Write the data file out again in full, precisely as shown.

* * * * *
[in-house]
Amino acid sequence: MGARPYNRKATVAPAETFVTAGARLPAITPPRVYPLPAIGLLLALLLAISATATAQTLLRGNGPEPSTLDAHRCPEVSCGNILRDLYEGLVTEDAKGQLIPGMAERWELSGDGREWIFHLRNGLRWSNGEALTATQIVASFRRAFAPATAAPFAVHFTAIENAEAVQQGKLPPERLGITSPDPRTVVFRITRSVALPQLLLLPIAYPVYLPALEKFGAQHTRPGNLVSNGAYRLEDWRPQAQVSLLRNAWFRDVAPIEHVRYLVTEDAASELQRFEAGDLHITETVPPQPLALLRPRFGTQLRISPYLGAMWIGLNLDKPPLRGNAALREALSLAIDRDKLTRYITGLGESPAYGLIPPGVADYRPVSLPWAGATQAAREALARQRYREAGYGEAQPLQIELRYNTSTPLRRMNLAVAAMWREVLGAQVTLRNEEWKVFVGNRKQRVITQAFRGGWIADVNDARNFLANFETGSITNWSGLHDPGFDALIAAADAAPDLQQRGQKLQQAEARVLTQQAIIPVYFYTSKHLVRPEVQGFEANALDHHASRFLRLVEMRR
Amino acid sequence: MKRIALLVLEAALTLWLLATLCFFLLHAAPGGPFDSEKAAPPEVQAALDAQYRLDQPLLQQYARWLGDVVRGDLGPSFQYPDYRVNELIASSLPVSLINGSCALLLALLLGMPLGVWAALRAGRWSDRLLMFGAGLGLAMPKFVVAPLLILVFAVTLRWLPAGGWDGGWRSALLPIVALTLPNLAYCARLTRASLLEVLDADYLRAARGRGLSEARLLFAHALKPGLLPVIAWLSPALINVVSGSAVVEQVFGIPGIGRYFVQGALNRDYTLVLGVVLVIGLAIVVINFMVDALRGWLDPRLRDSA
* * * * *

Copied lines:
[in-house]
Amino acid sequence: MGARPYNRKATVAPAETFVTAGARLPAITPPRVYPLPAIGLLLALLLAISATATAQTLLRGNGPEPSTLDAHRCPEVSCGNILRDLYEGLVTEDAKGQLIPGMAERWELSGDGREWIFHLRNGLRWSNGEALTATQIVASFRRAFAPATAAPFAVHFTAIENAEAVQQGKLPPERLGITSPDPRTVVFRITRSVALPQLLLLPIAYPVYLPALEKFGAQHTRPGNLVSNGAYRLEDWRPQAQVSLLRNAWFRDVAPIEHVRYLVTEDAASELQRFEAGDLHITETVPPQPLALLRPRFGTQLRISPYLGAMWIGLNLDKPPLRGNAALREALSLAIDRDKLTRYITGLGESPAYGLIPPGVADYRPVSLPWAGATQAAREALARQRYREAGYGEAQPLQIELRYNTSTPLRRMNLAVAAMWREVLGAQVTLRNEEWKVFVGNRKQRVITQAFRGGWIADVNDARNFLANFETGSITNWSGLHDPGFDALIAAADAAPDLQQRGQKLQQAEARVLTQQAIIPVYFYTSKHLVRPEVQGFEANALDHHASRFLRLVEMRR
Amino acid sequence: MKRIALLVLEAALTLWLLATLCFFLLHAAPGGPFDSEKAAPPEVQAALDAQYRLDQPLLQQYARWLGDVVRGDLGPSFQYPDYRVNELIASSLPVSLINGSCALLLALLLGMPLGVWAALRAGRWSDRLLMFGAGLGLAMPKFVVAPLLILVFAVTLRWLPAGGWDGGWRSALLPIVALTLPNLAYCARLTRASLLEVLDADYLRAARGRGLSEARLLFAHALKPGLLPVIAWLSPALINVVSGSAVVEQVFGIPGIGRYFVQGALNRDYTLVLGVVLVIGLAIVVINFMVDALRGWLDPRLRDSA